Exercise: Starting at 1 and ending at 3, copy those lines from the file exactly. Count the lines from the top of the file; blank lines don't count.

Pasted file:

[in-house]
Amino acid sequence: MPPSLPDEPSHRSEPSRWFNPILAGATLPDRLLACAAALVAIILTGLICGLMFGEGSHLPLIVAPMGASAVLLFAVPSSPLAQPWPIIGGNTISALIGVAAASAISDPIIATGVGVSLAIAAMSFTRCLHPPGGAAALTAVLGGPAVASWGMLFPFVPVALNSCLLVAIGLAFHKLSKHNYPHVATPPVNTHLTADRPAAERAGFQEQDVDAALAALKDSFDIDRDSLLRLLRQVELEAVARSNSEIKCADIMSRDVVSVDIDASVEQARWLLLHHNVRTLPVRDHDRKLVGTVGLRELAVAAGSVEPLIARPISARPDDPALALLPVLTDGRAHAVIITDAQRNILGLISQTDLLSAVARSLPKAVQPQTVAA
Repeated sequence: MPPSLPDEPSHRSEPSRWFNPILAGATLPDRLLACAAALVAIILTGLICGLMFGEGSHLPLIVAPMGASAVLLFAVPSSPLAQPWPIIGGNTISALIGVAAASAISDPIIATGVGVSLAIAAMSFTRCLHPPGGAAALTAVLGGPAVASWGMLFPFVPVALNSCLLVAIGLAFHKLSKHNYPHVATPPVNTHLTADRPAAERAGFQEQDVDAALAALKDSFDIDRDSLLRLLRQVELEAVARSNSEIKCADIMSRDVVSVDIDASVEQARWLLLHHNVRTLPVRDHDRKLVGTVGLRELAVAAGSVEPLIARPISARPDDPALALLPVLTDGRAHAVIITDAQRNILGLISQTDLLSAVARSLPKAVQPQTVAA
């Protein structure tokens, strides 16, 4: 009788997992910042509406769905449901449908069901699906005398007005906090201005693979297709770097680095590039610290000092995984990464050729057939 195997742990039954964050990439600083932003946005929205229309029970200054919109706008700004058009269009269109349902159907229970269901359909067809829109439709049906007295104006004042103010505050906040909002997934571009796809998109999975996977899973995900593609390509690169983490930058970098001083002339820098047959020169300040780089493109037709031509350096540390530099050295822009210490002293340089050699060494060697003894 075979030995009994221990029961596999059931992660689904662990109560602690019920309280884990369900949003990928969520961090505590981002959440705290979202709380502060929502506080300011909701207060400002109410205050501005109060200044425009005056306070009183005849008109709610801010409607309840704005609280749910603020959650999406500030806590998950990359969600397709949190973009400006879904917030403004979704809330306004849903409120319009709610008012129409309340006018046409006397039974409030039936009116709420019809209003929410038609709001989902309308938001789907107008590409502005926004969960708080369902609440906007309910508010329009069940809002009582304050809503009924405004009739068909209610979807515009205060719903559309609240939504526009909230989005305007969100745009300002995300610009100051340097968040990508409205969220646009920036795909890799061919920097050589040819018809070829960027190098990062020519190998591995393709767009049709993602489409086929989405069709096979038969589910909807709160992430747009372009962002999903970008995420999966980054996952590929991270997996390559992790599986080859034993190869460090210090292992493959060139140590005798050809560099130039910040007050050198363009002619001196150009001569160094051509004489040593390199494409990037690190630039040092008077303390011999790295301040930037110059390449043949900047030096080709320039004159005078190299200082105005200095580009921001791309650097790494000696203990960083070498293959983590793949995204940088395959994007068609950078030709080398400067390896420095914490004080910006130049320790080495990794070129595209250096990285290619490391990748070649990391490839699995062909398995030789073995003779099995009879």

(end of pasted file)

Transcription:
[in-house]
Amino acid sequence: MPPSLPDEPSHRSEPSRWFNPILAGATLPDRLLACAAALVAIILTGLICGLMFGEGSHLPLIVAPMGASAVLLFAVPSSPLAQPWPIIGGNTISALIGVAAASAISDPIIATGVGVSLAIAAMSFTRCLHPPGGAAALTAVLGGPAVASWGMLFPFVPVALNSCLLVAIGLAFHKLSKHNYPHVATPPVNTHLTADRPAAERAGFQEQDVDAALAALKDSFDIDRDSLLRLLRQVELEAVARSNSEIKCADIMSRDVVSVDIDASVEQARWLLLHHNVRTLPVRDHDRKLVGTVGLRELAVAAGSVEPLIARPISARPDDPALALLPVLTDGRAHAVIITDAQRNILGLISQTDLLSAVARSLPKAVQPQTVAA
Repeated sequence: MPPSLPDEPSHRSEPSRWFNPILAGATLPDRLLACAAALVAIILTGLICGLMFGEGSHLPLIVAPMGASAVLLFAVPSSPLAQPWPIIGGNTISALIGVAAASAISDPIIATGVGVSLAIAAMSFTRCLHPPGGAAALTAVLGGPAVASWGMLFPFVPVALNSCLLVAIGLAFHKLSKHNYPHVATPPVNTHLTADRPAAERAGFQEQDVDAALAALKDSFDIDRDSLLRLLRQVELEAVARSNSEIKCADIMSRDVVSVDIDASVEQARWLLLHHNVRTLPVRDHDRKLVGTVGLRELAVAAGSVEPLIARPISARPDDPALALLPVLTDGRAHAVIITDAQRNILGLISQTDLLSAVARSLPKAVQPQTVAA